Vacation Experiment

There comes a time for experiments. Welcome to one of mine. I like it when there are several good reasons behind making a change. This blog is about to go through a transition. If all goes well, you won’t notice the difference unless you’re a cyber geek (though you may have to update your RSS feed). The blog is moving to a new home over on WordPress ( Hopefully, just like moving to a new house, everything will get unboxed unbroken and life will return to normal.

I’m taking a vacation. Some would say that I’ve been on vacation since I retired twelve years ago. They’re right from a paycheck point of view. They are also right from the liberation point of view. When I retired, I liberated myself from corporate obligations and could live according to my internal motivations. But I’ve noticed that me, like many of the other early retirees I know, am self-motivated to the point that I don’t take time off. It can be so liberating to be able to work on what I want, instead of working to someone else’s agenda, that I get caught up chasing this task, that cause, today’s new idea. I took longer vacations when I had a paycheck, because it was a contractual obligation. It was a good idea. Left to my own schedule, I can sprinkle enough events around to interrupt any lengthy trip. Time to return to that good idea of time off. Time to get out of my self-defined rut, even if it means jumping into another one by setting a goal like walking across a country.

The idea of the vacation comes from corporate America. The idea of crossing a country is from my past. As I recently blogged about, this is the ten year anniversary of my bicycle ride across America: an experiment in losing weight that failed. The trip did succeed though. I learned a lot about myself, people, and America. Like I said in the book, “I can’t say that it was fun but I am definitely glad that I did it.” (The now more experienced writer in me automatically started editing that line.) The ride, like most such journeys, changed my life for the better. I want to celebrate the ride with another journey. So, to celebrate a self-powered diagonal trip across a country, I am going to do it again, but different. The goal is to walk across Scotland from the southwest to the northeast. It is an experiment in finding a new way to relax and enjoy. I suspect there are more pubs along a walking route in Scotland than there were hotels for a bicyclist traveling American highways.

So, I am taking a vacation, but not from the blog. I like blogging. Evidently, someone else out there likes the fact that I blog. Traffic is climbing fast enough to double every few months. I don’t know if that will continue, but it suggests that the blog may need a home with more room. Something I’m saying must be useful, or entertaining, or both, and that’s a good feeling. I’ll keep blogging as I walk, but I don’t want to take along my laptop and the old way of doing my blog required lugging the machine along. All of my stuff will have to fit in my pack and survive Scotland’s fall weather. I’m fairly sure that my Mac would rather stay home, despite the Scottish origins of the name. Moving to WordPress lets that happen. I can blog from anywhere I can find a computer and a connection.

WordPress is also an experiment for me. I’m old enough that, at some level, I have a habit of following corporate loyalties. I like Apple, its products and its services. I write from a Mac using iWeb, a bit of Apple software. I stopped shy of using some of their online services, because of the habit I have using Earthlink for web hosting. Remember earthlink? I’m surprised they are still around. WordPress is new; and is free just like Facebook, Google, Wikipedia, and others that are in my bookmark list. Open source services have challenged corporations by experimenting with a new revenue model. They give away their services for free. Even the old adage, “you get what you pay for”, becomes irrelevant. Free services can provide whatever they want, if they have volunteers or alternative funding. Working with WordPress, the free blog service, was easier than working with Earthlink, the service I’ve paid for every month for the last decade or so. This is worth a try.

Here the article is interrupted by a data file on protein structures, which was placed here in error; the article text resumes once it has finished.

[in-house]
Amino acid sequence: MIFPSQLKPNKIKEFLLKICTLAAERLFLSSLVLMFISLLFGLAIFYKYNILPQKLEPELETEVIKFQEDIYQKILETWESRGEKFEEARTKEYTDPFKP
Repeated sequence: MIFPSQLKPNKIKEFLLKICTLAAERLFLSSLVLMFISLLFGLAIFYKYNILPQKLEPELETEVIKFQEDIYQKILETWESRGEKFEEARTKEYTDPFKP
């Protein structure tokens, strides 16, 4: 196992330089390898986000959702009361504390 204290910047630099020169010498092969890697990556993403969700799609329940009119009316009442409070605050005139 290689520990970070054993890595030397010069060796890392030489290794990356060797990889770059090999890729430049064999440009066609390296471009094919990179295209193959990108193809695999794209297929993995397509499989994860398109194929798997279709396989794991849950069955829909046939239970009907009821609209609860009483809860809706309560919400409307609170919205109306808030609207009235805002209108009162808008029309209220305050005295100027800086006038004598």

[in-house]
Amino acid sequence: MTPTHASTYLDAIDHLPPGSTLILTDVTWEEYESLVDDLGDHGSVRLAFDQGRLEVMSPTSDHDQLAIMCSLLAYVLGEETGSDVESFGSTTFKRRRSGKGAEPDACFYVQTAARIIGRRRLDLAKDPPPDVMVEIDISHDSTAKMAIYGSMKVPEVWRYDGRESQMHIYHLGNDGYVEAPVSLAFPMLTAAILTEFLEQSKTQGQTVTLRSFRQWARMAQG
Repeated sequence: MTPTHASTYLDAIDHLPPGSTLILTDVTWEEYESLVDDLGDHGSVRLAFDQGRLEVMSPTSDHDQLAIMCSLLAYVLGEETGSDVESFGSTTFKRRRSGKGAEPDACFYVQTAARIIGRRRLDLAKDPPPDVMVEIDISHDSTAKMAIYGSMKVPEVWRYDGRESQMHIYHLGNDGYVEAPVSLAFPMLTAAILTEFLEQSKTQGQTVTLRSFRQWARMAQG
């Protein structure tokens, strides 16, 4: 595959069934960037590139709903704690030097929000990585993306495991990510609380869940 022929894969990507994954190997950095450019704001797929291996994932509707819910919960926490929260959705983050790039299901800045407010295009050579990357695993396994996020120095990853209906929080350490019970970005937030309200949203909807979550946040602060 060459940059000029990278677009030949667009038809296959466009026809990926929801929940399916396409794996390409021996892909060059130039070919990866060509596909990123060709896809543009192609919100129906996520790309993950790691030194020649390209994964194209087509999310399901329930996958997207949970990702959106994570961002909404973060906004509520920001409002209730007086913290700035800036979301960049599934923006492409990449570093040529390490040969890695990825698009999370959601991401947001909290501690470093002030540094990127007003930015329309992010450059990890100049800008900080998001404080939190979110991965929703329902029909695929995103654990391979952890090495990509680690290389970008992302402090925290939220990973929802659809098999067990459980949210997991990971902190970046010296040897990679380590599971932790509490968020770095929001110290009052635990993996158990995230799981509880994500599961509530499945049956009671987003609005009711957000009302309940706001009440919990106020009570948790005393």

Experiments involve risk. They are attempts that are accepted as risky. Doing anything different is a risk. Trying a different lifestyle is a risk. Traveling to a foreign country is a risk. Starting a business is a risk. Each of us were a risk. Babies are not guaranteed. Without taking on the risks of childbirth there would be no humans. Without taking on the risk of businesses our current civilization wouldn’t exist (and some would argue that it is a failed experiment, though I don’t think the experiment is complete). Without taking on the risks of trying something different there’d be no way to a better life.

So, next week, the blog will have a new home and I should be in Scotland. Hopefully you won’t notice the difference, except perhaps in my tone; and I’ll be pleasantly wandering the land of scotch whiskey, kilts, pubs, lochs, history and fine people. They’re frugal I hear. I wonder if I’ll fit in.

(What am I thinking? It’s Scotland in the fall! It can be cold and wet and it’s farther north than Seattle. Oh well, like I said, this vacation’s an experiment.)

About Tom Trimbath

consultant / entrepreneur / writer / photographer / speaker / aerospace engineer / semi-semi-retired More info at: and at my amazon author page:
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